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This Is What The World Looks Like For Kids Traveling In The Caravan

Are the kids all right?

Posted on November 22, 2018, at 11:16 a.m. ET

Hundreds of kids have traveled with the migrant caravan that started in Honduras and is beginning to arrive at the US–Mexico border. On Wednesday, 4,166 people — 794 of them children — from the caravan had made it to Tijuana, according to government officials. Most have traveled across Mexico from Honduras, Guatemala, and El Salvador on foot, by bus, and hitching rides inside trucks, a journey that takes weeks and is difficult even for adults to endeavor. They have been pulled out of school, in some cases work, and have witnessed their parents and caretakers fleeing violence. In some recent cases, unaccompanied children were turned away by US border authorities when they asked for asylum.

BuzzFeed News gave six kids cameras to show what the world looks like to them. Our reporter Adolfo Flores, who has reported extensively on the caravans from Central America, taught them how to use the cameras and asked them to document their journey.

The cameras were returned days later, the film holding now-familiar scenes of families camped out in stadiums and hitching rides on the backs of trucks. They also captured moments that professional photographers might miss — the sometimes-surreal framing revealing their curiosity about an uncertain world, where cops supervised kids playing behind arenas and reporters appeared with instructions. This photo essay shows off their unique perspective and offers insight into the society that we are building for the next generation.

This is the second caravan the Aguilera family participated in this year, including three siblings ages 9, 12, and 15.

Aguilera family for BuzzFeed News

After arriving in Tijuana last May in the spring caravan, the Aguilera family had to return home and wait to seek asylum because the siblings' uncle was underage and would've been processed as an unaccompanied minor. Instead, they returned him to Honduras before embarking on the caravan again.

Angel Aguilera for BuzzFeed News

"After our current president reelected himself, the violence, poverty, and hunger got worse," Maria Aguilera, the family matriarch, said. "Honduras is beautiful, but we have no choice but to leave."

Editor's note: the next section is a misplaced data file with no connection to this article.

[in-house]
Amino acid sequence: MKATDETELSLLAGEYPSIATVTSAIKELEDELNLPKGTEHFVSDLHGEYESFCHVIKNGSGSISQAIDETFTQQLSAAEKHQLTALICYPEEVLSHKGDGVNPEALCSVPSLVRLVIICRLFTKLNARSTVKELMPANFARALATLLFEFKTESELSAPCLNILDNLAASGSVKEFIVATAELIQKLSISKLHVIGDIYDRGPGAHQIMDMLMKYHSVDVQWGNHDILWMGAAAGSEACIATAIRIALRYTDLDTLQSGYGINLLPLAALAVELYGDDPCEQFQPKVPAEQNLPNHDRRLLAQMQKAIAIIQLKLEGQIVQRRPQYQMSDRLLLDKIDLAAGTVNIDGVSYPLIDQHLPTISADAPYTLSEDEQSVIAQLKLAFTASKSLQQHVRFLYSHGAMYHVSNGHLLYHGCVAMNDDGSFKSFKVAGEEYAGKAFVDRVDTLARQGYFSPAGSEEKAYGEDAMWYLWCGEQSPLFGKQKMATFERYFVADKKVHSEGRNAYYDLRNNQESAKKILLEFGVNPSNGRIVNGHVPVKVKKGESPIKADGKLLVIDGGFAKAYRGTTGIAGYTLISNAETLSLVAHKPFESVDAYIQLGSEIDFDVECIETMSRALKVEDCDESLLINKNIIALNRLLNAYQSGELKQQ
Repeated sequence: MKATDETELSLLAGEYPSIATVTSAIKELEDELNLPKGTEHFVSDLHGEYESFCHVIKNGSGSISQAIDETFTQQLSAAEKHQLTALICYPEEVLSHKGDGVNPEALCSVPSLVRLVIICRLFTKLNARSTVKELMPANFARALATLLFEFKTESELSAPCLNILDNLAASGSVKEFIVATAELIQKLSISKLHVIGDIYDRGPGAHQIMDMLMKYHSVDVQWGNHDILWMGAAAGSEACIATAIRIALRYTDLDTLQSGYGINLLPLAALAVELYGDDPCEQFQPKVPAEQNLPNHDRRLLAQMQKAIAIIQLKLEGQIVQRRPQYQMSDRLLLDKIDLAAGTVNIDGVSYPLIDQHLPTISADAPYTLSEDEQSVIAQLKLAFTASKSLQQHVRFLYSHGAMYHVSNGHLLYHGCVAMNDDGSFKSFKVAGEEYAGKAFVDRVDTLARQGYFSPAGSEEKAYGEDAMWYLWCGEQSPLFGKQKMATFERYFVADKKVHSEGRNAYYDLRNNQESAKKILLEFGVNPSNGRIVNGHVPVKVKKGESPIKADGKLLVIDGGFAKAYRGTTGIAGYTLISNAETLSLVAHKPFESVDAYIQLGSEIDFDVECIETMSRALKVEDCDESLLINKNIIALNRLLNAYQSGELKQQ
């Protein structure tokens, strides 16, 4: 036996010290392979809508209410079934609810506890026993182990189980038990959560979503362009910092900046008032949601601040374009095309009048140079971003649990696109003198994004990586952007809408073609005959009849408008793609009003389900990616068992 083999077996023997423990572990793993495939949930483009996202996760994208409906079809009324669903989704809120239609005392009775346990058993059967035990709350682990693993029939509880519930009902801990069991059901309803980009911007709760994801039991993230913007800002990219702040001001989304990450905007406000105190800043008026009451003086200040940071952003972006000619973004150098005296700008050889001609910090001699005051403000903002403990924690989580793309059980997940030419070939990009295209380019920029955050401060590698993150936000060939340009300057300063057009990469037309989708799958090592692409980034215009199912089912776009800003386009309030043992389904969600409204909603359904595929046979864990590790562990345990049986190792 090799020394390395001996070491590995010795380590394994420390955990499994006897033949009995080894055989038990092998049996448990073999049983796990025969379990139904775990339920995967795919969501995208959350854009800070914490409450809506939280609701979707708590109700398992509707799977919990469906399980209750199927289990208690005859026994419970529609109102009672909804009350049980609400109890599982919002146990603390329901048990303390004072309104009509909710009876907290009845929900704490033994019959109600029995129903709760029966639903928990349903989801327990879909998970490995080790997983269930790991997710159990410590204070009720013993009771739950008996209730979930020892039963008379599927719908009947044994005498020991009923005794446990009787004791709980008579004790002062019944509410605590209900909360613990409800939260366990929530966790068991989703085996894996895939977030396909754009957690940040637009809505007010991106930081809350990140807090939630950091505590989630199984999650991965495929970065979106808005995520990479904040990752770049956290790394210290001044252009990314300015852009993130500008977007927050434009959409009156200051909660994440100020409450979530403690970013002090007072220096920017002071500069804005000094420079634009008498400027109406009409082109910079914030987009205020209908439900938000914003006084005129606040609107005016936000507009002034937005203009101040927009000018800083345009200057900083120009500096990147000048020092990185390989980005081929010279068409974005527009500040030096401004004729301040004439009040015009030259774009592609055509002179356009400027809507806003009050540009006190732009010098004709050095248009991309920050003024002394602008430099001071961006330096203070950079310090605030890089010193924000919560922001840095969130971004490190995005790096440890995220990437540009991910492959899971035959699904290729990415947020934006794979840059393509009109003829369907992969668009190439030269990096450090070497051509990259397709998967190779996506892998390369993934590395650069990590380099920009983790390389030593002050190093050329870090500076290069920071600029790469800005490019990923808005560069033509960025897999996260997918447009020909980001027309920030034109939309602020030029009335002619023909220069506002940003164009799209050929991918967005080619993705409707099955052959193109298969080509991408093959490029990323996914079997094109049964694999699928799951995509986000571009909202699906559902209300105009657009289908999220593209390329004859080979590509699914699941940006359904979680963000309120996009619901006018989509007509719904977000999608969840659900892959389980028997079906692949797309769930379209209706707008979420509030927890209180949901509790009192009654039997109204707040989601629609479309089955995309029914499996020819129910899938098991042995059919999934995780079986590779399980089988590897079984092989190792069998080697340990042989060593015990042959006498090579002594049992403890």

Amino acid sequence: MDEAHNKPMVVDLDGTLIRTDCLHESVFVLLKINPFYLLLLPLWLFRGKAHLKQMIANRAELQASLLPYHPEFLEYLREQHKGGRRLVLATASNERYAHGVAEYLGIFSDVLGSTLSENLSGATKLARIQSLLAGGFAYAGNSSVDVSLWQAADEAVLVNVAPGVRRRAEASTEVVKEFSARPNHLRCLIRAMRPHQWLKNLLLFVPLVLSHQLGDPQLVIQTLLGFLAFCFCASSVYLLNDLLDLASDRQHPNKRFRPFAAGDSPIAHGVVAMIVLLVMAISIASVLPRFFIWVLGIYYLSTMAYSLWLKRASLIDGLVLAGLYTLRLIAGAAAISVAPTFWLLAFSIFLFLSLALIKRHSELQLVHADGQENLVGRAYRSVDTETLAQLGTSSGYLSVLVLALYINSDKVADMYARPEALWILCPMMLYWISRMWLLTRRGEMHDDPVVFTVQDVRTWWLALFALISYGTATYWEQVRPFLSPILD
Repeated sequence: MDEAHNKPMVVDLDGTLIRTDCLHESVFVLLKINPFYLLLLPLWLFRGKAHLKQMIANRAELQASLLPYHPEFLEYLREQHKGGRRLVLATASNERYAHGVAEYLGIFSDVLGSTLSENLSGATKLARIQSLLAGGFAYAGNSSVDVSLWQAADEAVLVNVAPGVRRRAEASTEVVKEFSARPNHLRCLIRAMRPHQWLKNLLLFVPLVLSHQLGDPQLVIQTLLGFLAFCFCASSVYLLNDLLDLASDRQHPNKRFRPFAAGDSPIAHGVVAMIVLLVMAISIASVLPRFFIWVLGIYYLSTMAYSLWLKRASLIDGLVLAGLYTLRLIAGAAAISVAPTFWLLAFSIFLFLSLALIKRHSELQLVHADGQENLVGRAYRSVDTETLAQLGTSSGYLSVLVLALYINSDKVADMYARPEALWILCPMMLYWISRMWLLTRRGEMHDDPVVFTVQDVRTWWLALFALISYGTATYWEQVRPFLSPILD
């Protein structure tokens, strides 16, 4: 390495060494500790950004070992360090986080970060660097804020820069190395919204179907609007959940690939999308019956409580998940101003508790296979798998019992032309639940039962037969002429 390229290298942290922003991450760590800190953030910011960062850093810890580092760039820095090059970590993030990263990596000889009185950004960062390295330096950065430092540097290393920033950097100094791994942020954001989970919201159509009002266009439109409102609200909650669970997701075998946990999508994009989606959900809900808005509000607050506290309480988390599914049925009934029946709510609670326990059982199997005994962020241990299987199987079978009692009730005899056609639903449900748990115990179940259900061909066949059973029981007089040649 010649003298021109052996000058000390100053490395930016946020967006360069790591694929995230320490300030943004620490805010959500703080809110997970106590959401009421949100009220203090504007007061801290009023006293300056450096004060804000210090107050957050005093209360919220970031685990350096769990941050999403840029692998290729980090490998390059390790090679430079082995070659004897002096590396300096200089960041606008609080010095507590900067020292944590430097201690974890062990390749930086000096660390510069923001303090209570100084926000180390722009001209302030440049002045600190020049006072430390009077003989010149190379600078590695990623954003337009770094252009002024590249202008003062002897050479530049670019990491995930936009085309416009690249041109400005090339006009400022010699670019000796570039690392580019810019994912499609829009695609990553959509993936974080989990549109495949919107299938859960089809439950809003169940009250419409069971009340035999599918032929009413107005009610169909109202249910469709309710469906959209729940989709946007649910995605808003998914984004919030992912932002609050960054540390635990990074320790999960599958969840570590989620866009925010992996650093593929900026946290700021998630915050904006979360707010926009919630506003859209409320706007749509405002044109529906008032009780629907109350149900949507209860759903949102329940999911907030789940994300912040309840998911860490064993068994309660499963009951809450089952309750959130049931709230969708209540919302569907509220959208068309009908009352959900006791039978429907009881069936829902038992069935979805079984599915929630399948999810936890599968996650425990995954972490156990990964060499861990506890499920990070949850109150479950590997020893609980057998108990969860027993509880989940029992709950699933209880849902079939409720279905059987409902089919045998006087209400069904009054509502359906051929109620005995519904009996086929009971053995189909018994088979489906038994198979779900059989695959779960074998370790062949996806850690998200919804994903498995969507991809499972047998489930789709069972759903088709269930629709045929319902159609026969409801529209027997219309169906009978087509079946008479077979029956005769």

The inside of a freight truck in which the Aguilera family rode through part of the Mexican state of Veracruz.
Angel Aguilera for BuzzFeed News

The inside of a freight truck in which the Aguilera family rode through part of the Mexican state of Veracruz.

Aguilera family for BuzzFeed News

Yimi Vasquez, 14, earned about $12 a week at a furniture factory in Honduras, sanding down wood from 6 a.m. to 5 p.m.

People rest at an encampment outside a half-built bus terminal in Juchitán, Oaxaca.
Yimi Vasquez for BuzzFeed News

People rest at an encampment outside a half-built bus terminal in Juchitán, Oaxaca.

Vasquez said he was only able to study until the sixth grade because his parents, who were fired from maquiladoras — factories in Honduras run by foreign operators — couldn't afford to send him to school.

Yimi Vasquez for BuzzFeed News

At an encampment in Juchitán, Oaxaca, Vasquez said the scariest part of the journey had been crossing the river between Guatemala and Mexico. "But we had to do it," Vasquez told BuzzFeed News. "We still have a long way to go and I'm worried."

Yimi Vasquez for BuzzFeed News

Angel, 17, was among a group of people who had traveled in previous caravans and returned to help people on this one with Pueblo Sin Fronteras. He declined to use his name out of fear of reprisals from the Mexican government.

People in Isla in the Mexican state of Veracruz rest at a gas station while they flag down anyone who is willing to give them a ride.
Angel for BuzzFeed News

People in Isla in the Mexican state of Veracruz rest at a gas station while they flag down anyone who is willing to give them a ride.

Angel left Honduras in 2017 with his family after his 21-year-old brother was killed by a gang.

Angel for BuzzFeed News

"My mom was scared another one of us, the ones who were still alive, would be killed, so she brought us to Mexico," Angel told BuzzFeed News.

Angel for BuzzFeed News

"Walking is the hardest part because you have to walk a long time sometimes before you can get a ride," said Ashlel Aguilera, 12.

Antonio Aguilera for BuzzFeed News

Antonio Aguilera, 15, and Ashlel ride on the back of a truck in southern Mexico.

Antonio Aguilera for BuzzFeed News

Janci Nataren traveled in the caravan with his mom, who is a lesbian, as part of an LGBT contingent.

Janci Nataren (it's unknown who took the photo).
Janci Nataren for BuzzFeed News

Janci Nataren (it's unknown who took the photo).

Some LGBT members of the caravan broke off from the main group because of discrimination within the caravan and throughout Mexico.

Janci Nataren for BuzzFeed News

Nataren, who likes to play soccer and skate, said he enjoyed taking pictures because he liked looking at what people in his frame were doing. Asked about what it was like traveling in the caravan, Nataren said he doesn't like to talk about it.

Janci Nataren for BuzzFeed News

The spirits of the people in the caravan would lighten when someone gave them a ride, Ashlel said.

Ashlel Nicole Aguilera for BuzzFeed

"People received us well everywhere we went," Ashlel said. "It makes us happy when we're received with such affection."

Ashlel Nicole Aguilera for BuzzFeed
Ashlel Nicole Aguilera for BuzzFeed



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